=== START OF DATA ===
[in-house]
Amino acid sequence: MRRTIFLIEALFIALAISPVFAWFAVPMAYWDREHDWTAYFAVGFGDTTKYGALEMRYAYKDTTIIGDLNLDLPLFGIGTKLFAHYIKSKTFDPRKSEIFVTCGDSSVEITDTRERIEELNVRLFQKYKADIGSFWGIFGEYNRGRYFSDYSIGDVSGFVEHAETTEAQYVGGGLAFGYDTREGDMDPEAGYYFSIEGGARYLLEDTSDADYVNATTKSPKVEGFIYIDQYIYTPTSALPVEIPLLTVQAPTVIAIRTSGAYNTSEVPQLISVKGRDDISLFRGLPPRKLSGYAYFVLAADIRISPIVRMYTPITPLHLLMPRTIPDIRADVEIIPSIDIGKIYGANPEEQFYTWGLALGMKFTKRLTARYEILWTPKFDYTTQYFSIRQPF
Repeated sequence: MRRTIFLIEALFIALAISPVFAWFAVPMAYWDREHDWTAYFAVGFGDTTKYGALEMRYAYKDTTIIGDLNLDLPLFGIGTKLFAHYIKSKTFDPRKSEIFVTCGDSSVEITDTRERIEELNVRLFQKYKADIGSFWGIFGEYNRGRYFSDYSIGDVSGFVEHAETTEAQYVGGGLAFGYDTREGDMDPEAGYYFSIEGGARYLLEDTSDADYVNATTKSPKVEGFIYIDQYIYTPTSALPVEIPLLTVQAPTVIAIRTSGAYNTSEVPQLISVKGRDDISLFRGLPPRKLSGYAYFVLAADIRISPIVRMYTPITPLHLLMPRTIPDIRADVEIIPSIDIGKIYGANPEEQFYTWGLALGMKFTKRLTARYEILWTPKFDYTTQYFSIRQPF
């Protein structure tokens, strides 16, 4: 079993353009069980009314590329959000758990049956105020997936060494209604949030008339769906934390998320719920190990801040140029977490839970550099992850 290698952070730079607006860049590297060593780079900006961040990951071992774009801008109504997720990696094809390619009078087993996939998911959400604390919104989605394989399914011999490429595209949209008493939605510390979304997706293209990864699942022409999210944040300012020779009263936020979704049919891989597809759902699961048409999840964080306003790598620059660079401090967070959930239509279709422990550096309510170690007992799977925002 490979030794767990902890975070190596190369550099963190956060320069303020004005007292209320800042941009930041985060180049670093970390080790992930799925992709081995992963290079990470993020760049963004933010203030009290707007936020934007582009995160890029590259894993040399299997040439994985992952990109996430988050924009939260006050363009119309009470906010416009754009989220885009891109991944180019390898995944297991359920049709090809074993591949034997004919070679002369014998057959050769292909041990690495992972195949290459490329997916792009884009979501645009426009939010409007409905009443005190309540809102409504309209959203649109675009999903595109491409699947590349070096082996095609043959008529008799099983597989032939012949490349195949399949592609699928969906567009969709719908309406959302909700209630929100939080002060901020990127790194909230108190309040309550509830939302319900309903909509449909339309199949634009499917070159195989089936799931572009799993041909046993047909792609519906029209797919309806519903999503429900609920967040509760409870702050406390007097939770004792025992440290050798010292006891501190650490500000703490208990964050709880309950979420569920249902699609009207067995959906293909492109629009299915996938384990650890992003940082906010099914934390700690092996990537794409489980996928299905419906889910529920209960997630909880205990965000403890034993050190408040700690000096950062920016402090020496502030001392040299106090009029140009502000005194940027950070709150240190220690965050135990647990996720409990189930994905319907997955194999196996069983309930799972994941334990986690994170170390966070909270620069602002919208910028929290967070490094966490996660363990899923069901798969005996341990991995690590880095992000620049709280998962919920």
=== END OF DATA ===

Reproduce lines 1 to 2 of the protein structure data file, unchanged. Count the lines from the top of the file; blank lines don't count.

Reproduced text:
[in-house]
Amino acid sequence: MRRTIFLIEALFIALAISPVFAWFAVPMAYWDREHDWTAYFAVGFGDTTKYGALEMRYAYKDTTIIGDLNLDLPLFGIGTKLFAHYIKSKTFDPRKSEIFVTCGDSSVEITDTRERIEELNVRLFQKYKADIGSFWGIFGEYNRGRYFSDYSIGDVSGFVEHAETTEAQYVGGGLAFGYDTREGDMDPEAGYYFSIEGGARYLLEDTSDADYVNATTKSPKVEGFIYIDQYIYTPTSALPVEIPLLTVQAPTVIAIRTSGAYNTSEVPQLISVKGRDDISLFRGLPPRKLSGYAYFVLAADIRISPIVRMYTPITPLHLLMPRTIPDIRADVEIIPSIDIGKIYGANPEEQFYTWGLALGMKFTKRLTARYEILWTPKFDYTTQYFSIRQPF